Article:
A recent report from the The Consortium for School Networking in America has highlighted that schools should be allowing their students to bring their own technology to the classroom, rather than just for use at break times. Whilst this is economically viable for schools it does pose a few problems, not only for the parents who will need to be buying this technology for their kids, but for educational Publishers. It essentially means that every title will need to work seamlessly across all devices. This is a big headache for educational publishers, who are creating digital components for their courses.
Posts Tagged ‘book publishing’
Last week there was a bit of a furore in the publishing world after a Guardian journalist Ewan Morrison slated social media promotion by self published authors, basically saying that as a promotional tool Twitter and Facebook etc were overrated and authors should focus on writing books, probably. I know that was a rabid paraphrase, but do go read the article if you want specifics because it’s interesting and incendiary, which are two of the best things an article can be.
Award winning ELT authors Lindsay Clandfield and Luke Meddings are doing just this. They have set up The Round, which aims to bring together creative people in English Language Teaching. It aims to bridge “the gap between blogs and books – and about the difficulty of placing innovative, niche or critical materials with the big ELT publishers.” And has so far released two books for public consumption. Their mission is to provide material for educators, give a fair deal to authors and share expertise and ideas.
Since starting The Round in spring 2011 they have released two new titles 52, which is an activity book for language teachers, and Webinars: A Cookbook for educators, a how-to guide for doing web seminars or lessons.
They release the new titles through a section on their website called Labs, whereby The Round team let you see new projects which are being developed and sample content can be downloaded. And feedback can be given to the authors via the comment boxes.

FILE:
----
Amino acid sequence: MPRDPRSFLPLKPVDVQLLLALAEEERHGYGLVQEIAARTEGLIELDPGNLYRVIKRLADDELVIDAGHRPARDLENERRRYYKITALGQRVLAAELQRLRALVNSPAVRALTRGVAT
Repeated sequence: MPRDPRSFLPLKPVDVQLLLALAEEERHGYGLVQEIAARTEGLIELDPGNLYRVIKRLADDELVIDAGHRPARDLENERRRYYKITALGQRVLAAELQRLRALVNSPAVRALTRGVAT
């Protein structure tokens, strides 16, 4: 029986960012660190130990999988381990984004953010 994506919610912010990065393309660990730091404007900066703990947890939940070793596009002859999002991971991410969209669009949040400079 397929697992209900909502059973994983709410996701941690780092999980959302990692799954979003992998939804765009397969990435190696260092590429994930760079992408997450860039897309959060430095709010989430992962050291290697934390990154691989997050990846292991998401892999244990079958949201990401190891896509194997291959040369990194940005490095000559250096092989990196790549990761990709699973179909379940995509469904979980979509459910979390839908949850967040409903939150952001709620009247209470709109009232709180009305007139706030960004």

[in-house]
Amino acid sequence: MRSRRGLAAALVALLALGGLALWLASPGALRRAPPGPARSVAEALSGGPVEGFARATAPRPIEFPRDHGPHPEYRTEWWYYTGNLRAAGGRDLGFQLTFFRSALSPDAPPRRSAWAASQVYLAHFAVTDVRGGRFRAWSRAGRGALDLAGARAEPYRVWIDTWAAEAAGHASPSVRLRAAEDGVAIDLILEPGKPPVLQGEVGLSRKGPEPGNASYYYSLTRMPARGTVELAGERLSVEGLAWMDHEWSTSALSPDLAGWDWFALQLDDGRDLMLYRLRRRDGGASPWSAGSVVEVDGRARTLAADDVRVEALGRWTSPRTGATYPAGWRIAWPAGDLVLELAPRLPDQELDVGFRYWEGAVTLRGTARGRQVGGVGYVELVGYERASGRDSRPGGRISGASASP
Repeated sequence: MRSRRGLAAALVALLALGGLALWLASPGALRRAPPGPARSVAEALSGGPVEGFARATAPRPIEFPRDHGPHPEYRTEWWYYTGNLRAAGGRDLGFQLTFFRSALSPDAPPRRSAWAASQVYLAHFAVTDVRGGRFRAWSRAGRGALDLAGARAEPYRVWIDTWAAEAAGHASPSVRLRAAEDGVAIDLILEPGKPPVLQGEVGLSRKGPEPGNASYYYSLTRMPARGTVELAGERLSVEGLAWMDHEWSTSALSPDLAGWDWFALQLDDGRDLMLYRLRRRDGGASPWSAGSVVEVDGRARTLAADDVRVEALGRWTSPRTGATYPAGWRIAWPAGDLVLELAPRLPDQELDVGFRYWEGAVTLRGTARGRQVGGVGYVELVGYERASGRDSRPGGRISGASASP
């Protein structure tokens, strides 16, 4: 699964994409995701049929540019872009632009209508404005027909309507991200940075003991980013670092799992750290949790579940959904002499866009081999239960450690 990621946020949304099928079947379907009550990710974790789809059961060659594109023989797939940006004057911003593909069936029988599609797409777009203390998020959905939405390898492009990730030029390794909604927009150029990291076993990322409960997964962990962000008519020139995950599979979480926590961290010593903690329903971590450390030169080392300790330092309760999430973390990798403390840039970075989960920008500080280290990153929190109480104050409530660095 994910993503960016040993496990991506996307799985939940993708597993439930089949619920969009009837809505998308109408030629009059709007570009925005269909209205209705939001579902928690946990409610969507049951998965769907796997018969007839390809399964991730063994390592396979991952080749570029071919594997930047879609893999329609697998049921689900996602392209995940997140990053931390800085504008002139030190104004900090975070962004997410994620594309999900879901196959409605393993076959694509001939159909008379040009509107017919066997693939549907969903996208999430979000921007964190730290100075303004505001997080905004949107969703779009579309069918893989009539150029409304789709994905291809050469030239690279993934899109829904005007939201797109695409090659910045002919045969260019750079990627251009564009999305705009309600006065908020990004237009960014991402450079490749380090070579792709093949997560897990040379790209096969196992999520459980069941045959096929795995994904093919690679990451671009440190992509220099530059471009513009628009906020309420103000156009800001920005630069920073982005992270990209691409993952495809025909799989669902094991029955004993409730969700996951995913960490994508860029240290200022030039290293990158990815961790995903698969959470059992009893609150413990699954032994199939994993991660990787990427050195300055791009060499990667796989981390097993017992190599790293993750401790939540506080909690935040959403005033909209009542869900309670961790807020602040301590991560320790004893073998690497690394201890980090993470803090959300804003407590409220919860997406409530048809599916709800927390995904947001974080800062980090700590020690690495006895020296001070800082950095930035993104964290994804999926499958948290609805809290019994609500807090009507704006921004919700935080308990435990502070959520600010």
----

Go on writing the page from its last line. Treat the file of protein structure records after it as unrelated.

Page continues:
I asked Lindsay and Luke some more questions:
This week on the site, our Monday column argued that sometimes Your Innovation Ain’t All That. We then saw The elderly get techy with iPads, and Thomas Pynchon’s back catalogue digitised at last, while dreaming up puns as Publishing goes to the dogs in early Christmas slate announcements (barking up the wrong tree?).
Our big news was the announcement of BookMachine Oxford (hosted by Osprey Group). We hope to see all you Oxford folks there on 28th June.
Elsewhere on the web, there’s lots going on for you self-publishing types out there: are you Not writing? There’s an app for that: Write or Die. There’s More on the economics of the self-published book, some reading on Booktango and the Future of DIY E-book Publishing and there’s the suggestion that Amazon’s markup of digital delivery to indie authors is ~129,000%.
Meanwhile, here’s Jane Friedman on marketing and building an author platform and the Anatomy of Book Discovery: A Case Study.
And, to wrap up this week, here’s a Summer Reading List 2012: 10 Essential Books for Cognitive Sunshine.
There is endless advice that goes out to self-published authors about building their brand, identifying their audience and how to promote their work. This is all vital in the success of a book, but writers shouldn’t let it detract from other parts of the self-publishing process – namely, the technical and project management (let’s be honest, slightly more boring) side of things.
Working with self-publishers on CompletelyNovel has been massively inspiring. Every day we see new writers produce something that they have often been waiting many years to see in print. The advent of new tools on the internet has opened up so many doors. But, like anything, it throws up new challenges as well. So here are some dos and don’ts for aspiring self-publishers and their mentors to mull over, learned through watching the experiences of others.
On the digital front this week, there were Nine truths about e-book publishing, 5 Career Tips to Survive Publishing’s Digital Shift?, and there was good news for comic fans as Aquafadas Offers Self-Publishers Digital Publishing Tools for graphic novels.
But with the cascade of new epublishing tools, it’s best to remember the Tortured Language – Discerning Ebook Rights in Ancient Publishing Contracts.
This week’s big bout was Amazon vs. Big Publishing: 800 lbs vs. 798 lbs.?
This week, there was a look at How e-reading changes reading habits, but it was heartening to hear that Humans are hardwired to read books. From a publishers point of view, let’s hope they are also hardwired to pay for them: here’s one man not Not Worried by Ebook Piracy.
The Hyperion CEO considers Book Publishing’s Broken Business Model, and are Publishing and social media a match made in heaven?
Meanwhile, with Apple poised to bring important changes to its iBook platform, Barnes & Noble Mulls Splitting Nook Business, Sells “Dead Tree” Publishing Company. Interesting moves are afoot.
Elsewhere, here’s what What James Franco’s “127 Hours” Has in Common with Publishing.
And finally, have you ever considered Borrowing from REM’s Songbook When Publishers, Authors and Agents Can’t Agree on a Book Title?